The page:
Specifically, the music that came out in 2021 (or was reissued; more on that in a second). The older I get, the more I appreciate music (and I did not know that was possible for me). New music, old music I never knew about, classics (at least to me) that I revisit. All of it. It’s one of the most constant companions we have in this crazy world, and for that, I’m grateful. All this time at home has meant really being able to spend time with records like most of us did when we were kids figuring out who we wanted to be. Listening to them in a focussed way, reading the liner notes and inserts, exploring an artist’s catalog, and filling in the cracks. It’s been such a necessary relief from the heaviness of the past year. I hope it’s been that for you as well.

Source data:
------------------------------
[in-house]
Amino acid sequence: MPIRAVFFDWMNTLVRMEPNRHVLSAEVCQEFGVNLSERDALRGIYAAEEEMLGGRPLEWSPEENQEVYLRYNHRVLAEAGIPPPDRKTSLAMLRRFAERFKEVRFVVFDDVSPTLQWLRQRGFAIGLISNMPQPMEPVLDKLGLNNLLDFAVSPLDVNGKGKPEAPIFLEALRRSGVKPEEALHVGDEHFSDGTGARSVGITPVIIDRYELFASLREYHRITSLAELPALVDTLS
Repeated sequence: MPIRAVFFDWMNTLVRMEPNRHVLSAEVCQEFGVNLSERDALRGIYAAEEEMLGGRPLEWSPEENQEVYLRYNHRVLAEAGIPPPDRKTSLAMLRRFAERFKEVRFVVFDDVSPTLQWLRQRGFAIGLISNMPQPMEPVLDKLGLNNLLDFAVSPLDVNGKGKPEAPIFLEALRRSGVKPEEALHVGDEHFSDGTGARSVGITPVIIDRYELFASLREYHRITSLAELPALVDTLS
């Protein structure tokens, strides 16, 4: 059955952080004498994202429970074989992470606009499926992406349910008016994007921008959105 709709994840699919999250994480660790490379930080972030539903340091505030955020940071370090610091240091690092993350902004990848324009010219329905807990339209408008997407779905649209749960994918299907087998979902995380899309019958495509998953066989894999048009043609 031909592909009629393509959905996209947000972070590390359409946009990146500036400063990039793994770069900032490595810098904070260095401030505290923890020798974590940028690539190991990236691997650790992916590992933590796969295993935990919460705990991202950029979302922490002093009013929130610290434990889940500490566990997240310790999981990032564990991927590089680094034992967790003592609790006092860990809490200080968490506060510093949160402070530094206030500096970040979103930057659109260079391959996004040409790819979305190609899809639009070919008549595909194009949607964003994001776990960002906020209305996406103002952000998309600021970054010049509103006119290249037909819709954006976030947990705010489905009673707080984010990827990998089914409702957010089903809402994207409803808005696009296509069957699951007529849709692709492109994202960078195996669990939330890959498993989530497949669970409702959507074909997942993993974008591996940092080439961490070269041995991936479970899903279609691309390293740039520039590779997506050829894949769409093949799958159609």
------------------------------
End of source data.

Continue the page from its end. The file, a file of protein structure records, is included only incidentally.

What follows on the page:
So onto some criteria updates. Given there was almost no touring the past two years and that new music was hard to record in pandemic conditions, a lot (and I mean A LOT) of labels have spent a considerable amount of time and energy reissue records that were either a) not available and/or out of print, b) never released before anywhere, c) given official releases of bootlegs and demos and d) live records.

You will note a lot of the above in this year’s list. Especially live music (four live entries this year). I have been to exactly three shows in all of 2021 (all of which were incredible...shout out: Edgar, Gospel, Facs, Preoccupations, Metz), which used to be the same amount as a good week. I fucking miss it. Maybe that explains the live records.